I have been to Japan twice.  On one visit, I had the privilege of visiting Nagasaki and touring Ground Zero, where so many years ago a single, powerful bomb dropped, igniting the city and its inhabitants.  On my second visit, I did the same thing in Hiroshima.  I found Ground Zero and walked its perimeter, haunted by the realization that when the bomb dropped there, as at Nagasaki, the temperature was briefly measured in thousands of degrees Celsius.  Both times I toured museums that commemorated the losses incurred by those first, and only, uses of nuclear weapons in war.

Each time I was humbled by the history of human suffering in those places.  I’ll always remember the photos, statues and displays that are testament to the horrors of war.  But even as I was saddened by what I saw, I was amazed.  Surrounding the sites of each blast, where it seemed the heat of the sun visited the earth, vibrant cities live on.  Peaceful gardens are full of flowers.  Memorial shrines are all around. Hiroshima and Nagasaki are populated by busy citizens seeking their own happiness, most of whom have no personal memory of the war.

Today I write from New York City.  I’m here for a meeting with some other medical bloggers.  Some years ago I was here for a different kind of meeting.  I was helping to educate New York City hospital workers and paramedics on the medical management of terrorist weapons.  Later, it turned out that while our team had covered bombs and chemicals, viruses and bacteria effectively, we had unknowingly left out airliners destroying skyscrapers.

This is my first visit to New York after September 11, 2001.  Here there is also a Ground Zero; I walked past it with my family.  Where the Twin Towers once inspired passers-by, there is a vast emptiness, itself testimony to the men and women who were lost when hatred became incarnate that bright autumn morning.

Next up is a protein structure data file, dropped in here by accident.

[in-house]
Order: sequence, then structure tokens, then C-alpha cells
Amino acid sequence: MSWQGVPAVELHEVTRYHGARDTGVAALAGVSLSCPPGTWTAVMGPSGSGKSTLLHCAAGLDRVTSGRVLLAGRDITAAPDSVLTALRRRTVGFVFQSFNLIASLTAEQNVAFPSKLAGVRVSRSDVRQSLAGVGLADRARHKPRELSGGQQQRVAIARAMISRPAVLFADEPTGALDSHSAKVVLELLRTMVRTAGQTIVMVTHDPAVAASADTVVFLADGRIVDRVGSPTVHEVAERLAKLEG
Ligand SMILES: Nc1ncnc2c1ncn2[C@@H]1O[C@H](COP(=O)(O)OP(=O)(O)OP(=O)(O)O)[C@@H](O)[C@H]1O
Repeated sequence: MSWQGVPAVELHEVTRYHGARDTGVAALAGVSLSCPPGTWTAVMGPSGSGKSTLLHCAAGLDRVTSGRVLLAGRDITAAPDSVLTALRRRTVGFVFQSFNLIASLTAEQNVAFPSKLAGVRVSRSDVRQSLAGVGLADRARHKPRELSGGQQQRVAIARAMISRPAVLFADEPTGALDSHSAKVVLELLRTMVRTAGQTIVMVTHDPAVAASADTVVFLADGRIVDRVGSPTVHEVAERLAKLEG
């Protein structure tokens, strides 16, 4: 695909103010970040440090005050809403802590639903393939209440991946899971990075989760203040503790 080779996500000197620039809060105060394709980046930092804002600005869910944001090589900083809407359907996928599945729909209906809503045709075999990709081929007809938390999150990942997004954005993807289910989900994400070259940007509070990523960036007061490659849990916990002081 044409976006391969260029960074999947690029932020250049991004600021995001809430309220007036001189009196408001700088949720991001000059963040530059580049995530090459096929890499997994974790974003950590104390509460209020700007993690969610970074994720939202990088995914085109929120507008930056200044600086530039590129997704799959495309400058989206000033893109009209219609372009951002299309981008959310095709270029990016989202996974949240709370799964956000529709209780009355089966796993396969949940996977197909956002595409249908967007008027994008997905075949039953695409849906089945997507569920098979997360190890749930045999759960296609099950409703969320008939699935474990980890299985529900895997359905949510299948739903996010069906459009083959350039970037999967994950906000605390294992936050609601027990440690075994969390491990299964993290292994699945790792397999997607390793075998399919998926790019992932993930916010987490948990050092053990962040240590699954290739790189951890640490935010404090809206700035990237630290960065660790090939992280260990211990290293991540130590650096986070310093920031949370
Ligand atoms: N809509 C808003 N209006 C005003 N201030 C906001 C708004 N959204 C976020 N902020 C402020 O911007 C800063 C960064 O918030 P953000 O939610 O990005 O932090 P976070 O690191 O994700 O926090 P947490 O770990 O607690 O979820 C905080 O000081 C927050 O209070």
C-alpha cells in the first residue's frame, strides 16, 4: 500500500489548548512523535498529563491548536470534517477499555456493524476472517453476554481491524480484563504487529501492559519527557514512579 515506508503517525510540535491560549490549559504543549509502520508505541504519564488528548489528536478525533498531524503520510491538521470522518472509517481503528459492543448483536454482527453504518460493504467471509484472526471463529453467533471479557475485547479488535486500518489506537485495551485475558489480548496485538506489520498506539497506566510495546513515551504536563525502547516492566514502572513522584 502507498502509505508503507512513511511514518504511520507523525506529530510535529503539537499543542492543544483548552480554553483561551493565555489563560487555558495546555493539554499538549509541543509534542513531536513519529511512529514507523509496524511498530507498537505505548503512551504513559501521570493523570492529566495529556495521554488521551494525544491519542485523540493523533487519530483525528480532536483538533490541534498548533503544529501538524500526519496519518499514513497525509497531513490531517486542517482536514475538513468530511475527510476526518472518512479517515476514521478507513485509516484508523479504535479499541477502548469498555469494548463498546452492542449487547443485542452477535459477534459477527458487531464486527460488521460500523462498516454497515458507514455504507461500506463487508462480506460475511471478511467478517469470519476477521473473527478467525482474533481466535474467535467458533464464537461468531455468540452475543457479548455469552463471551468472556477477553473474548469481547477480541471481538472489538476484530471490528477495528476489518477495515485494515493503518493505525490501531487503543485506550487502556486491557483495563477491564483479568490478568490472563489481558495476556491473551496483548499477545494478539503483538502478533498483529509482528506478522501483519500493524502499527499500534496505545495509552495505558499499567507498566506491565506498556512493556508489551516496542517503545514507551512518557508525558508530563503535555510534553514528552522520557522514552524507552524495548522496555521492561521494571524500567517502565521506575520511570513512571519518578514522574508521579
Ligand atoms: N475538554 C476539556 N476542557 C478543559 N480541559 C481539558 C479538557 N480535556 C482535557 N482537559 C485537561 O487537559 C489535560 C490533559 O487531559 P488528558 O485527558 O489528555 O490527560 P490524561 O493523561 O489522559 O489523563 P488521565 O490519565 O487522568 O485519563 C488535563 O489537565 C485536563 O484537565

But Ground Zero in New York City, like Nagasaki and Hiroshima, is a place where life goes on.   Construction is taking place at the site once graced by the World Trade Center.  Over time other structures will rise.  Eventually, someone will tour the site and look up, amazed that all those years ago, an airplane flew into a tower, and then another, and that something so enormous actually fell to the earth in a deadly pile of rubble, fire and smoke.

Nevertheless, the hard truth is that cities all over the world have endured plagues and wars, fires and storms, floods and every imaginable tragedy and have risen from the misery.  Wait, what I mean is that humans have endured all of those things; cities are only functional collections of humans, after all.  Their strength is not found in steel or concrete, but in the mighty hearts of their inhabitants.

Although my family has never been with me to Japan, they all enjoy New York.  They love it for its businesses, its museums and art, its food and shopping.  I hope they’ll also learn to love it because its courage, the courage of its people, is one of the most inspiring episodes of American history.

And I hope my children will see that New York represents all of us.  Because America, land of their birth, faces a perilous future.  It may not be quite the same as a bomb falling from the sky.  It may not be the same as another terrorist attack.  It may be worse.  Our current national Ground Zero involves massive economic problems, a psychology of crisis (some real and some manufactured), possible further terrorist strikes and growing cultural/political divides between right and left.  We are in danger of reactionary policies and the dramatic restructuring of our political system.

But we can learn.  Humans need not be lost in fear, paralyzed by inactivity or resigned to our fates.  We can change and adapt.  Though we struggle, we can emerge, survive and thrive.  It’s in our God-given nature.

One day, my children, or theirs may read about this time in American history.  They may read about this time when things seemed about as bleak, debt-ridden and jobless as possible.  And I hope and pray that they’ll look around at their prosperity, industry, health and (hopefully) freedom and say ‘America survived again.  Americans survived again.  Politicians only helped.  We did it.’

Because frankly, we always have and we still can.  We are not crisis, failure, devastation or loss.  We are not Ground Zero.  We endure, and we rebuild it.

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